Judge Denies Beyoncé’s Motion to Dismiss ‘Formation’ Lawsuit

The pop star couldn't squash a new legal claim.

By Hayden Wright

Beyoncé’s Lemonade song “Formation” was hailed as a powerful, assertive lead single from her groundbreaking album. The track opens with a spoken word sample from the late Anthony Barre (drag queen Messy Mya): “What happened at the New Orleans. Bitch, I’m back by popular demand. Oh yeah baby. I like that.”

Barre’s sister sued Beyoncé for sampling Anthony’s work without permission. Bey filed a motion to dismiss the lawsuit on fair use grounds, but a judge has just ruled that the suit can proceed because the sample is “qualitatively significant,” reports the Hollywood Reporter.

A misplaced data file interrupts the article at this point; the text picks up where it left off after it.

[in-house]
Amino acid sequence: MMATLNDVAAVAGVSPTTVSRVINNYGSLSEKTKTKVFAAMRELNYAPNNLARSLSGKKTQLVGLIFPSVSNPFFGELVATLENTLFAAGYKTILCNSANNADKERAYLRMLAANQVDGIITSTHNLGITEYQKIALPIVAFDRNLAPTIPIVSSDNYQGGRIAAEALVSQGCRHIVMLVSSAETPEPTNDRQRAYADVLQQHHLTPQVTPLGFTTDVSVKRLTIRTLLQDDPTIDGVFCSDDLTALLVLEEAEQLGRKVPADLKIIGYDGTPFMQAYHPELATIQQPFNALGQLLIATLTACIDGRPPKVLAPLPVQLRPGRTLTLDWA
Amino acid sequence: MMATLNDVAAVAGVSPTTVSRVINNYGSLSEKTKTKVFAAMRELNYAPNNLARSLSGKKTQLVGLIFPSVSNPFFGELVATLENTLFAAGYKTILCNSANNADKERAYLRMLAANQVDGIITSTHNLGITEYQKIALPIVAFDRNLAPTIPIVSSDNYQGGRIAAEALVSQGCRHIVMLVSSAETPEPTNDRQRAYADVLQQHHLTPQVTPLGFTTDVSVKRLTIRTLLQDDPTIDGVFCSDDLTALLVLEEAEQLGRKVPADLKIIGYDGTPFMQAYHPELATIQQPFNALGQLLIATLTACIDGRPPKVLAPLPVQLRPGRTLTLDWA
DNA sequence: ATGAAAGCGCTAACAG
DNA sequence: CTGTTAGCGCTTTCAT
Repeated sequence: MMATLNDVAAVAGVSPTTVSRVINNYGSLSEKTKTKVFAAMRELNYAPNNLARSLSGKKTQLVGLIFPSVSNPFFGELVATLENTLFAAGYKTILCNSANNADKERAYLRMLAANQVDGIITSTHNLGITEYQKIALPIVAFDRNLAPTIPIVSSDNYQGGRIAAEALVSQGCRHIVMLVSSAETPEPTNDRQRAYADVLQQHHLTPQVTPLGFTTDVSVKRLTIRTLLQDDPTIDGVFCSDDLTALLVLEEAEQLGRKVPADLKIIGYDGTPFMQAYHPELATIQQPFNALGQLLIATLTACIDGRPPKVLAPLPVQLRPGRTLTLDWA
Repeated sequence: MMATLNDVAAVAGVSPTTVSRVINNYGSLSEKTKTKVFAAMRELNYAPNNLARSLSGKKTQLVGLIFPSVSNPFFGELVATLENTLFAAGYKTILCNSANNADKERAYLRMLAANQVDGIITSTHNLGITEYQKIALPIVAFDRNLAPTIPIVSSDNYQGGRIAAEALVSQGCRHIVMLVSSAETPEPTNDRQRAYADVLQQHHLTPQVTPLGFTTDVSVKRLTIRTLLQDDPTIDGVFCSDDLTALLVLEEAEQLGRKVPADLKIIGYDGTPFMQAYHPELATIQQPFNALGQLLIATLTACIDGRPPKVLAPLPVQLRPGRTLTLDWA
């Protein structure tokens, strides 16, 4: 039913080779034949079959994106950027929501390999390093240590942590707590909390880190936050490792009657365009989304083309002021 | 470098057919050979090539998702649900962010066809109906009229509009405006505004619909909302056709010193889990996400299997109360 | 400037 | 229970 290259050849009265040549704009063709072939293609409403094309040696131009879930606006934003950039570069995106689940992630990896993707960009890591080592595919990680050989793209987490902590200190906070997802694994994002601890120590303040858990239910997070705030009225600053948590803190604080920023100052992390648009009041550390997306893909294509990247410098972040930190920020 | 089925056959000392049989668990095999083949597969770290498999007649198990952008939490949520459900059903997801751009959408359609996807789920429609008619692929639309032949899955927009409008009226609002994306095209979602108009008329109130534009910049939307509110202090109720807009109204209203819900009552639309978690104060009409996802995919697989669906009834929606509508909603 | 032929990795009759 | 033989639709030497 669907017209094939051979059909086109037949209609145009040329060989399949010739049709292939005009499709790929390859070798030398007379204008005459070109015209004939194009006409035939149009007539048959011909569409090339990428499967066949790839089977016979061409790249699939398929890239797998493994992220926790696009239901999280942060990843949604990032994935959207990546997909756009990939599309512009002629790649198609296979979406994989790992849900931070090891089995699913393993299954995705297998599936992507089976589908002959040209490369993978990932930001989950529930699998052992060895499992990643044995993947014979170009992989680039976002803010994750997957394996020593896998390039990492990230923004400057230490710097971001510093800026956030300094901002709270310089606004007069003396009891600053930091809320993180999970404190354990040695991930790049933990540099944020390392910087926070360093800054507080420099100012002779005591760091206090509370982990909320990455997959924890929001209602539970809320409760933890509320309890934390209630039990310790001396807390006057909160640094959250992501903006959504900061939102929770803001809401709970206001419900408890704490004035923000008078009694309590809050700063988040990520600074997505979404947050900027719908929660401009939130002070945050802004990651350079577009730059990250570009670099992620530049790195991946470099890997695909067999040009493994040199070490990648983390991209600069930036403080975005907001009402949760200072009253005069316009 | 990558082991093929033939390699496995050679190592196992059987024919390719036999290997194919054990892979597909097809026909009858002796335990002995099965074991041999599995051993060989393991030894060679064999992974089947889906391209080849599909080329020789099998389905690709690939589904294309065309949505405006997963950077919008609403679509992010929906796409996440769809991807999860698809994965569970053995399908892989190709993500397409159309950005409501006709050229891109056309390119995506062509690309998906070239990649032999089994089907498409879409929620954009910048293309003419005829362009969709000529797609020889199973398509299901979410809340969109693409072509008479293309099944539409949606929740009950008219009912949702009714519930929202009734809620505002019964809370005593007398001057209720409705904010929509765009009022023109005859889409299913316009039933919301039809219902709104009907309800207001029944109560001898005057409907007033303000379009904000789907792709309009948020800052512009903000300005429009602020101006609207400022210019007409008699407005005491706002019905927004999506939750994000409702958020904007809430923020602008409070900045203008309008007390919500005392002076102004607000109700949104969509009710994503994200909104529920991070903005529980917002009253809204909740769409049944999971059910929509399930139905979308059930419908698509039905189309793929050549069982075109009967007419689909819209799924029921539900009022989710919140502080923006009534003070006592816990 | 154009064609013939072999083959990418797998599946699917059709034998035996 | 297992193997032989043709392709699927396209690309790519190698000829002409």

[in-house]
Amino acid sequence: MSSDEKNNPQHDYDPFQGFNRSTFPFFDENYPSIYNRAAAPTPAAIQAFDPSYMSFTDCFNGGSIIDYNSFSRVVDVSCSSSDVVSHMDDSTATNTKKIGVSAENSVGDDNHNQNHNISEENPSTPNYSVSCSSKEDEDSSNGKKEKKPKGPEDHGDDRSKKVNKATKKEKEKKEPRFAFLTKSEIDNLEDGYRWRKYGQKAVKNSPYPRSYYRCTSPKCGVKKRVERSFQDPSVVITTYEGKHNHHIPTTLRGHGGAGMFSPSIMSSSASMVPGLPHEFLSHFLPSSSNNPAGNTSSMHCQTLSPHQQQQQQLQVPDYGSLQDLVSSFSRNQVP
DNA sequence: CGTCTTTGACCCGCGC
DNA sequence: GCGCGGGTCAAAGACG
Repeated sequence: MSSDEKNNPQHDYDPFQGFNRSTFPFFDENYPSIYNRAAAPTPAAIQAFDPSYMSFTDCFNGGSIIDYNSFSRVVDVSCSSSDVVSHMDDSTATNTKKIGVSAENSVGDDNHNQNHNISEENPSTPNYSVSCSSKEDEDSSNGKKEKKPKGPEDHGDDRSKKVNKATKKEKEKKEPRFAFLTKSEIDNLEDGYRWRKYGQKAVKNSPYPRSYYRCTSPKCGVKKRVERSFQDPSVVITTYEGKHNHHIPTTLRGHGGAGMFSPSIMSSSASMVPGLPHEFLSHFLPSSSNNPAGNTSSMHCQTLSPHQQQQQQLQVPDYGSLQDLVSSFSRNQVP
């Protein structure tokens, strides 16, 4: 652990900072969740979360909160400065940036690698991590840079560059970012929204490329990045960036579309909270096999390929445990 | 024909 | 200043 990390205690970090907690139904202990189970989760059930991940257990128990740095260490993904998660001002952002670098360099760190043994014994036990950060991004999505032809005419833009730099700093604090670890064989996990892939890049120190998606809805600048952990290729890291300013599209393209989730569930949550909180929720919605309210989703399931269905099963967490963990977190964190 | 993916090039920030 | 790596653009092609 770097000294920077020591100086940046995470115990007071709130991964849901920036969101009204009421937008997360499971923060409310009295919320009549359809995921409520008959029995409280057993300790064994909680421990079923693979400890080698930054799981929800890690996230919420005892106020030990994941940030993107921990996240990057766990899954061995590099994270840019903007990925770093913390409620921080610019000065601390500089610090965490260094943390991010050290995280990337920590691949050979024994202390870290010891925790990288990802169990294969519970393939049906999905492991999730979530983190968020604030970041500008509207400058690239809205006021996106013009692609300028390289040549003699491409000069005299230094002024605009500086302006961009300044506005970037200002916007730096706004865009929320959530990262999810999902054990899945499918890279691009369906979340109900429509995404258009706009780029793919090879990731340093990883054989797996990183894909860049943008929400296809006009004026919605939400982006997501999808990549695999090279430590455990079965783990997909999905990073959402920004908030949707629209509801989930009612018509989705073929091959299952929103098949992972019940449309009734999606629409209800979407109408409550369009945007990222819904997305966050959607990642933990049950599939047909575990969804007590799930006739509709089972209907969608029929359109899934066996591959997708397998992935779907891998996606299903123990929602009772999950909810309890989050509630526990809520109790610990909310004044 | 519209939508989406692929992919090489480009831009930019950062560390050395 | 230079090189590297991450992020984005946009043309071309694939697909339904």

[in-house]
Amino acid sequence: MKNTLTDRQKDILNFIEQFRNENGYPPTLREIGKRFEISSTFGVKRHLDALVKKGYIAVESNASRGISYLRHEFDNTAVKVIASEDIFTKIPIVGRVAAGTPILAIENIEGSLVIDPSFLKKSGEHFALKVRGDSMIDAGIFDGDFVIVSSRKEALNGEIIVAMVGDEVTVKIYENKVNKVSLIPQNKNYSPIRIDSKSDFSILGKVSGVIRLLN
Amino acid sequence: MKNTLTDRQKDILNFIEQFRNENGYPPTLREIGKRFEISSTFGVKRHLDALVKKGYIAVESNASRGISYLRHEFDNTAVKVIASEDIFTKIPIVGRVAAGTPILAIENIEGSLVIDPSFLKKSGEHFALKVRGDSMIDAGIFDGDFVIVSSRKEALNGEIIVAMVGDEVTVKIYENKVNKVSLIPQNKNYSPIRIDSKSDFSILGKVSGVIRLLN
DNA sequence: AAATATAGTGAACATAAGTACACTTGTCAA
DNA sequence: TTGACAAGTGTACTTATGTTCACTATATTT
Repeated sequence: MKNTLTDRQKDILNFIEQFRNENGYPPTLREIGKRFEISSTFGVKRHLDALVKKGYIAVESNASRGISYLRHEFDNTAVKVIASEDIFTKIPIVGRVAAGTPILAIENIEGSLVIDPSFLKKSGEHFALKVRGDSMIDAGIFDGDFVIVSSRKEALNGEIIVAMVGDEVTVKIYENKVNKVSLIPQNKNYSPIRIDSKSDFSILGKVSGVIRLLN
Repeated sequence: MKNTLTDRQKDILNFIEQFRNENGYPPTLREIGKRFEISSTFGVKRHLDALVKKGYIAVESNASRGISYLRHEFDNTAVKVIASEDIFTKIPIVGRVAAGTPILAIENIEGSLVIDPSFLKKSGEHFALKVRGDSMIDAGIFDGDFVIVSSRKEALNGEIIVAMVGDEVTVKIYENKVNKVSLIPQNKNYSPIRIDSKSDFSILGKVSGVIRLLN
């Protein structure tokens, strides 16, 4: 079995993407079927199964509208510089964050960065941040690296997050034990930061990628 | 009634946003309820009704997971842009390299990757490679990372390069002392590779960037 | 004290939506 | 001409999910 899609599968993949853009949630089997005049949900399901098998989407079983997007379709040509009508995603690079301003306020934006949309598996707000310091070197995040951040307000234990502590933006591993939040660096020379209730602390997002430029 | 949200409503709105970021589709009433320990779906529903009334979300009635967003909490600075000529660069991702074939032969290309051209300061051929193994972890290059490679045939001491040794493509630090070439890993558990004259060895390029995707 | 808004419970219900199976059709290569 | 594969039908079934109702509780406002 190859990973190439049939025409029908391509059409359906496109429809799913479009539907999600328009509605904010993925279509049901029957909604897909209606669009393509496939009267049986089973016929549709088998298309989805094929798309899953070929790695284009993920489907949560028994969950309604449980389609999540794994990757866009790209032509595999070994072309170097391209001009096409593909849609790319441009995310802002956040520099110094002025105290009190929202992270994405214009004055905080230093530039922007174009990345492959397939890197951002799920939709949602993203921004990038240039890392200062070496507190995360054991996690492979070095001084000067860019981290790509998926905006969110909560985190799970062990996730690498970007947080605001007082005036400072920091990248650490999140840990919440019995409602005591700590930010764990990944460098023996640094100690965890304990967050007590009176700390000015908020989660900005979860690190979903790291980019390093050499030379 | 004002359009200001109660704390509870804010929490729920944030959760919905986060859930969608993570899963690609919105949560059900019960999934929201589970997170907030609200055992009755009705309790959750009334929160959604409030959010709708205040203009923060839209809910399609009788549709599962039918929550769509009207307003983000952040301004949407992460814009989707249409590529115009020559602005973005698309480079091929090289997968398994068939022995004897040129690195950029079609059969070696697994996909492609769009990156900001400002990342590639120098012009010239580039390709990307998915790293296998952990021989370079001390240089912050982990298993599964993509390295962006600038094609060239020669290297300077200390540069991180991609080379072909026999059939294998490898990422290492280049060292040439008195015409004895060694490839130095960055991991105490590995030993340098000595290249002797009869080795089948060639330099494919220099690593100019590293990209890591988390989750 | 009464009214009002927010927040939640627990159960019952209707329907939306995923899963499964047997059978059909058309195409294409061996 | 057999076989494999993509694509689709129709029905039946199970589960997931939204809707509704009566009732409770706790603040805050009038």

Related: Madam Tussauds Yanks Beyoncé Waxwork Amid Criticism

“Plaintiffs have plausibly alleged in their complaint that Defendants did not change or alter the ‘expressive content or message’ of Anthony Barré’s YouTube videos, but rather used unmodified clips without adding anything new,” wrote Louisiana Federal Judge Nannette Jolivette Brown.

“”[T]he Court concludes at this stage of litigation that ‘the copyright law’s goal of promoting the Progress of Science and useful Arts’ would not be better served by allowing Defendants’ use of Plaintiffs’ copyrighted material without authorization or compensation than by preventing it,” the document continues.

Angel Barre is suing for statutory damages as well as legal fees.

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